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Library rejects removal request


November 24, 2007

Chandler Sunset Library patrons can continue to check out four materials, including a controversial Valley newspaper, that a group of residents had asked to be removed.

At its Nov. 15 meeting, members of the Chandler Library Board voted unanimously to leave the materials in their current locations at all of the city’s branch libraries, including the one in west Chandler.

The board was asked in September to reconsider the placement of Phoenix New Times; a George Carlin audio book, “When Will Jesus Bring the Pork Chops?;” a picture book by Nicholas Allan titled “Where Willy Went;” and a collection of HBO “Faerie Tale Theatre” episodes by Shelley Duvall.

Two staff members, along with the Library Manager Brenda Brown and at least one member of the Library Board, reviewed each item.

At the meeting, the group assessed the content, packaging materials and placement of the materials in the age appropriate section of each Chandler library, including the Sunset branch on Ray Road east of Rural Road.

While the votes to keep the materials in their current locations were unanimous, the board recommended that the DVD case for Faerie Tale Theatre, which was missing its back cover, be repaired before returning it to the shelf.

The cover usually contains additional information about the DVD contents, and could help parents determine if the material is suitable for their children, according to library officials.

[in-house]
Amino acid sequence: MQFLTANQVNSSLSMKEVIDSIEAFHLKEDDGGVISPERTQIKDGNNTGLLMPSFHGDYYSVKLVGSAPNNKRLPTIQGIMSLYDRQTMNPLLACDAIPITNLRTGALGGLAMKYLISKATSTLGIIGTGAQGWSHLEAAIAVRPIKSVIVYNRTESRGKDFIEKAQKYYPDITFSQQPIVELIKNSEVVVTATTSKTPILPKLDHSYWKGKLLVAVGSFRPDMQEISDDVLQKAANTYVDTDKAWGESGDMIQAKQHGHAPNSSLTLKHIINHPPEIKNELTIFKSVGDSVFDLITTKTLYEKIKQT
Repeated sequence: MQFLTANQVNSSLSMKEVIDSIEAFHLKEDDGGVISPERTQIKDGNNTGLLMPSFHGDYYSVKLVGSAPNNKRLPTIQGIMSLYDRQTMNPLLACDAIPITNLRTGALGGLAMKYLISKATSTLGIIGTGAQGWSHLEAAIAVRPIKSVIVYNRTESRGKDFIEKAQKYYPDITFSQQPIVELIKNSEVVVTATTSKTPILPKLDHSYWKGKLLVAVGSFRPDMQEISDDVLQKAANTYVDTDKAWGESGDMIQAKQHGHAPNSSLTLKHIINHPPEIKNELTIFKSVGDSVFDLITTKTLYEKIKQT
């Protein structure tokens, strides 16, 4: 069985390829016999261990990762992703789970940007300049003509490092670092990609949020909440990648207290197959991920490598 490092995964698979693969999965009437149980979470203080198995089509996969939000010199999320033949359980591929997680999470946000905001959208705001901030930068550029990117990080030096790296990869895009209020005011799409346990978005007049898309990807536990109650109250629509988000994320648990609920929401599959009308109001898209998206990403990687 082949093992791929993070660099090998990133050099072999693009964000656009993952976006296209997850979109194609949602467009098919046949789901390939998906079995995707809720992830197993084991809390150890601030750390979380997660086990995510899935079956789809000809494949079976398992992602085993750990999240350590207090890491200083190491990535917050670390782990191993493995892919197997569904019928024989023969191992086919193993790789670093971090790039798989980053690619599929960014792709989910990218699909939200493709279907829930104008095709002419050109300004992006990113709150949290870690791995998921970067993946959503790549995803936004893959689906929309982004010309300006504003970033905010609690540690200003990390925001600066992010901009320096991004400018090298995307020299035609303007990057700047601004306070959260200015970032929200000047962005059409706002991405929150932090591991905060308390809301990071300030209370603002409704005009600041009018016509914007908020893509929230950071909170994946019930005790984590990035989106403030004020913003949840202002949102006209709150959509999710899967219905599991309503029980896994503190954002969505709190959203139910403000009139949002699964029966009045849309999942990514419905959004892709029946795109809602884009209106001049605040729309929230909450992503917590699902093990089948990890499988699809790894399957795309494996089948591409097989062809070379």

The board also asked the library staff to improve signage in some sections of the library to better explain the color-coded system used to differentiate materials by age appropriateness.

Prior to the reconsideration discussions, Brown presented board members with copies of dozens of messages received from the public regarding the matter.

All favored leaving the items in the library.

During the board’s deliberations no members of the public in attendance made any comments. However, at the conclusion of the meeting, one resident praised the board for what were termed “thoughtful deliberations” on the issues.

“The board took their responsibility to the public seriously, and gave each of these items careful consideration before making their decision,” Brown said.

“In the end, they recognized that banning the materials or restricting their access was not in the public’s best interest, and that parents need to be diligent in reviewing what their kids are looking at.”

As to listening to the ideas of its patrons, Brown said:

“Libraries are always challenged to balance freedom of expression with community values.

“Community values are very important to our board, but we also have a very diverse community. They take these issues very seriously.”


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